I asked him what it takes to create a truly exceptional brand community, and these are his top ten tips:
1. Focus on your customer’s needs. Major brands have realized they can aggregate hundreds of thousands—even millions—of customers, but real engagement and meaningful interaction are still unattained goals. Focus on answering the question, “Why would consumers form a community around our brand?” rather than “How many people can we sign up?”
2. Foster many-to-many relationships. A brand community is not a one-to-many relationship—that’s brand autocracy. People need to interact with each other and not simply “the brand” if you want to create a successful brand community. Therefore, build peer-to-peer communication into your structure.
3. Think local. Brand communities are not just for companies or products with huge budgets. It’s just as valuable for your local favorite ice cream shop or funky costume store to create a vibrant community as it is for a major brand. You never know: with a successful brand community, you may become a major brand. Isn’t that the goal?
4. Don’t create “more.” Massive amounts of information is being created about your brand and distributed across the web everyday. Rather than spend time asking people to create more content, make it easy for people to enjoy and engage with the stuff that already exists.
5. Foster peer celebrity. Whether your brand community is for Oscar Mayer or Lego, advocates love it when others recognize their expertise, experiences, and passion. Find ways to cheer members who give a little extra. And nix the anonymity – if someone’s a true advocate, they’ll want to be known for it.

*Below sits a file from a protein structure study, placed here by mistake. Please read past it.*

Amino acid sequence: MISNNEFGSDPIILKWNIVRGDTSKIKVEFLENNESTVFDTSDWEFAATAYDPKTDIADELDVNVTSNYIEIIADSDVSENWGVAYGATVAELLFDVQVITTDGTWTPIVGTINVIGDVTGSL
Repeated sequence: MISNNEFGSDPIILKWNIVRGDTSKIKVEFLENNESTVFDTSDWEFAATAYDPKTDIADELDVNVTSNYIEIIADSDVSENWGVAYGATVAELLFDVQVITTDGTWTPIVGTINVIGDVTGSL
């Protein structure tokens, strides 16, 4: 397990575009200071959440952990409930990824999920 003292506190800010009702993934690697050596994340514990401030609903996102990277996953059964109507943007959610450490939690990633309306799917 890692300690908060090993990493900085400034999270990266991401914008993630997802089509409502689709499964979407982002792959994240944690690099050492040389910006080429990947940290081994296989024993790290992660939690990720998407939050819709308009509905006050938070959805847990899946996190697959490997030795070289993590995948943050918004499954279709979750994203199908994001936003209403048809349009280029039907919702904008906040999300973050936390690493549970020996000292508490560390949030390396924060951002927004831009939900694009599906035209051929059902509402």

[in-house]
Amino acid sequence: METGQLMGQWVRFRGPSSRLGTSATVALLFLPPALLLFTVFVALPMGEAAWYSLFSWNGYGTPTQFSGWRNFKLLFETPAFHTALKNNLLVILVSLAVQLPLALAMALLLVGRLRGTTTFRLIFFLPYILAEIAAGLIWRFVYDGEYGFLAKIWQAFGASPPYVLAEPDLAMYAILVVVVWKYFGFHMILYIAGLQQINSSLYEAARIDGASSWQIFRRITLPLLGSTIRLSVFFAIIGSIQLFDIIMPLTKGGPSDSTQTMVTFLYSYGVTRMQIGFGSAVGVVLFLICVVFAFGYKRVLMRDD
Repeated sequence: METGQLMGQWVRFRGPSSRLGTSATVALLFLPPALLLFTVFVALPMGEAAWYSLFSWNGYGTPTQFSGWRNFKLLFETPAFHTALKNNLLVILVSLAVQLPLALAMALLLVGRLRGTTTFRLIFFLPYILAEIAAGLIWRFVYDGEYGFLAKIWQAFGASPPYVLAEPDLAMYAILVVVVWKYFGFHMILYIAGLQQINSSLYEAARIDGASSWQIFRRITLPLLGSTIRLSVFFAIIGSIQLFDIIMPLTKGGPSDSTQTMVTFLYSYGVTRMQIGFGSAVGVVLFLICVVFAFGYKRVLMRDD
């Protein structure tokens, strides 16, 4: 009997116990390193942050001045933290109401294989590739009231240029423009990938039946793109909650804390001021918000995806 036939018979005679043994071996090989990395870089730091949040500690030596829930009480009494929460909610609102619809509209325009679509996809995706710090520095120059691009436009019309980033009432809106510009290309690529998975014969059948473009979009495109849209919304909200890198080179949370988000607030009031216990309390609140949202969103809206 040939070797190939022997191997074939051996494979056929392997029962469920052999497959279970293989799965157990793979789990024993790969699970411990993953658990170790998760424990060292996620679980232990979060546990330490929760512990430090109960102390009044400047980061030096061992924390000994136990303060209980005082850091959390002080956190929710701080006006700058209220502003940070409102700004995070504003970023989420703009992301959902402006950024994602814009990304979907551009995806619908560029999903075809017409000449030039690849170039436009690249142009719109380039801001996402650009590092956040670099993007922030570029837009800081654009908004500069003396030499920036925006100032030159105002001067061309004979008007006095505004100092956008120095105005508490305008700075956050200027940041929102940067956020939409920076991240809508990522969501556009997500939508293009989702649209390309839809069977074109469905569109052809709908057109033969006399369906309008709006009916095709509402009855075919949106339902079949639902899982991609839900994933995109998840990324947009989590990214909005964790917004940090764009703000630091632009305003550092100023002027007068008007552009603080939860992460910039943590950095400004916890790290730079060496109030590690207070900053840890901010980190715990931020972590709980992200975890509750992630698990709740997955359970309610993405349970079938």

6. Say “hey.” Advocates want to know you’re doing more than just silently observing them or commercializing the relationship with coupons. Instead share “insider” information and offer a preview of what new products are being developed.
7. Let your advocates advocate. The only way to inspire your best advocates is to let them work their magic without interference except in issues of ethics and legality. Your advocates are not pawns—they are your partners, so treat them that way.
8. Don’t merely moderate. Creating advocacy is more than providing a place for consumers to congregate. If your primary job is deleting “f-bombs” and ‘keeping things clean’ you won’t inspire advocacy. Don’t be afraid to get deep into the dialogue.
9. Keep it simple. Just because you can add a feature, doesn’t mean you should. Centralize on enhancing single most important reason people keep coming back. Offering the hodgepodge of polls-messageboards-blogpost-videoplaylist-statusfeeds-avatars can lead to brand – and advocate – schizophrenia
10. Observe the 1-9-90 rule. This new rule, pioneered by Josh Bernoff and Charlene Li in their seminal book Groundswell, is quickly becoming a standard: 1% of your population will create content, 9% will comment or engage with it, and 90% will just browse. Voyeurs rule the online world, so keep this in mind.
According to Dave, a few years ago the big idea was that brands were being forced “let go” of control. Today brands are being invited back to the party, with a formal invitation from consumers to be more than just a wallflower. So make sure you show up to socialize and dance – your consumers are ready to get down! To see how Dave’s company can help you build a brand community, go to Bzzscapes.